Sometimes Tony had to make do with some rudimentary sleeping arrangements. Photo: Supplied.
Sometimes Tony had to make do with some rudimentary sleeping arrangements. Photo: Supplied.

When Karen returned home, Tony travelled to San Diego and trained in the Sierra Nevada mountain ranges before tacking the Divide, an event he admitted “had been in the back of my mind for the past two years … it’s probably the premium bike-packing race in the world.

“The opportunity was there. I was already over there and had the time off work.

“It was definitely a hard race, very hard, but more enjoyable than I had expected. Because I find racing generally takes the fun out of things, it just becomes a grind.

“It was a lonely old ride though. Over 16 days I probably spent two hours riding with other people. You are all on your own.”

He was happy with his time in which was a fast-run race this year. “Normally 18 days would put you in the top 10, this year by the end of 16 days the top 10 had finished, so it was really fast.”

The winner, American Chris Seistrup, completed the course in around 15 days 11 hours 24 minutes. Nine Kiwis participated in the event.

With the course following the path of the Continental Divide, there was around 58,000m of climbing involved. Tony said his final day was the biggest, riding 539km in 36 hours on featureless landscape, with “a couple of half hour naps on the side of the road”.

He estimated that he chewed through 8-10,000 calories per day, foot-long Subway sandwiches being a favourite when he could source them.

The ride was not without its mechanical and natural challenges.

Around the halfway mark his front wheel “blew to pieces”, necessitating replacement and an eight-hour delay, then he spent 36 hours stuck in a lodge in Colorado after being unable to negotiate a mountain pass due to deep mud. The alternative to waiting was to carry his bike for around 16 miles, an option he quickly vetoed.

He was also struck by a bird at night and nearly skittled by a deer, but finished the race in relatively good condition, considering the magnitude of the journey.

“I just felt tired and worn out,” Tony said. “I had problems with an inflamed Achilles tendon, which was really sore for three or four days then disappeared, had a super-sore arse, and some serious chafing, which has just settled down a week later.”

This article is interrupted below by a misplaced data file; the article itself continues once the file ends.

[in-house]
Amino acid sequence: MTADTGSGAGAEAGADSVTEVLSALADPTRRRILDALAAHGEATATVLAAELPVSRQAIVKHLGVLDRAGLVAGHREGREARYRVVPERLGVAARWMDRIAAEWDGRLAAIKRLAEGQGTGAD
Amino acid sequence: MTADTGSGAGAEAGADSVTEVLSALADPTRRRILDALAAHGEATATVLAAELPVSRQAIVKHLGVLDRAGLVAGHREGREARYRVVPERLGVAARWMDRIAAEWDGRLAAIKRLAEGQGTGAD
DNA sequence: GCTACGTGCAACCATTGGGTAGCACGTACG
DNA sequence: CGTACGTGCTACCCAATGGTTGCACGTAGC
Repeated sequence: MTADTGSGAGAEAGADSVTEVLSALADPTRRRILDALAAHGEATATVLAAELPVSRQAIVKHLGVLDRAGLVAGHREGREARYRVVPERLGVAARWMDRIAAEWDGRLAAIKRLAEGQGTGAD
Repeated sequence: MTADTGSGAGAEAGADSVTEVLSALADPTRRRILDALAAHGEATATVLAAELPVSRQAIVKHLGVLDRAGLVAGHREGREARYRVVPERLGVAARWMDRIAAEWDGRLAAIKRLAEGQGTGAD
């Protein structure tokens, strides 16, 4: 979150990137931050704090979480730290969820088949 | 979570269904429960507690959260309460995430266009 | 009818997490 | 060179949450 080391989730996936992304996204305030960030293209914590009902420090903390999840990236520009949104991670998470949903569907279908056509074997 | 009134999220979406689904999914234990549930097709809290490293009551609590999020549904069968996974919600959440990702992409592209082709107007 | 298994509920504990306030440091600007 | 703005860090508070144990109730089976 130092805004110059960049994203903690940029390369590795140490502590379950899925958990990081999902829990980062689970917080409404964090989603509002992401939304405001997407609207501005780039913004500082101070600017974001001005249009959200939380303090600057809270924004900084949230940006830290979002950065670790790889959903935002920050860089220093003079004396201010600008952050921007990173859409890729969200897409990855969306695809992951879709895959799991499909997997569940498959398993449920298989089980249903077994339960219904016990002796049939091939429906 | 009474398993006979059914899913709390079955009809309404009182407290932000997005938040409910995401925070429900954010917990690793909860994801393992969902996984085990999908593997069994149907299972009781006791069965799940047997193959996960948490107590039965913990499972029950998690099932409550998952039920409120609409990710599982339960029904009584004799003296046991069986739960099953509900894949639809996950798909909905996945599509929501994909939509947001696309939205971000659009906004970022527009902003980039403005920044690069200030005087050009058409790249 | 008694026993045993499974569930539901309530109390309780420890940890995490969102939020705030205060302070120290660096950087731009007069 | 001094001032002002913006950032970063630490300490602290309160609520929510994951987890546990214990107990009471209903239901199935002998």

Tony recalled the race finish was somewhat underwhelming. “The border crossing was closed, it was about 40 degrees and there was a sign basically saying ‘Antelope Wells’. It was kind of anti-climactic, but bloody satisfying. I enjoyed [the race] … in a strange sort of way.”

Another shot at the Tour Divide appears unlikely for Tony, although he hasn’t ruled out future endurance challenges.

“There is a race in Australia, from the east coast to Ayers Rock … around 3500km, which is quite appealing,” he added.

Craig Harper prepares for the RAAM. Photo: Supplied.

Harper hits start line tomorrow

The countdown is nearly ended. Around 8am tomorrow [NZ time] Craig Harper will set off on the race of his life.

He begins his bid to conquer the iconic Race Across America [RAAM] at Oceanside, California and will ride for 3000 miles, through 12 US states, finishing at Annapolis, Maryland.

The Marlborough builder sounded relaxed and quietly confident on the phone line from his US base near the start line.

“We have got the full [nine-person] crew here now so we are just getting our gear together, assigning jobs and making sure we are good to go for Tuesday [US time].”

There has been no last-minute hiccups or changes of plan from the race organisers, leaving the Solo Kiwi team confident that everything is on track at this stage.

“That’s part of the reason I have such an experienced crew with me, if anything does crop up, now or during the race, I have full confidence we can deal with anything that comes our way.

“Everyone is here now and raring to go … it’s starting to get really exciting,” said Craig.

“Lots of people say that a lot of the hardest work is actually just getting to the start line so it will be pretty cool to roll up there on Tuesday and start pedaling, absolutely.”

Craig met a few of the other competitors while training in the desert soon after his arrival in California, all staying at the same motel.

“Quite a few go out there to train and get used to the heat, plus get the legs ticking over after the travel. I had brief chats to them, and saw a few others out riding.”

He was happy with his efforts in the extreme heat, suggesting the work he did in the heat chambers back in NZ “made a huge difference”.

“I felt really comfortable and enjoyed my time in the heat.

“We are on the coast now, with temperatures around 20 degrees … so in comparison with what we have been in and what we are going to, it actually feels quite cold, so I’m pretty keen to get back into the heat. I really enjoy it.”

The former international rower feels fit and healthy heading into the biggest physical challenge of his sporting life, knowing that huge challenges lie ahead, notably handling sleep deprivation.

“I’ve had a lot on my mind but I’m sleeping pretty well at the moment. It’s pretty hard to try and bank sleep up … it is what it is.”

Craig’s progress across the mountains and plains of America can be followed on his website www.solo.kiwi or on his solo.kiwi Facebook page.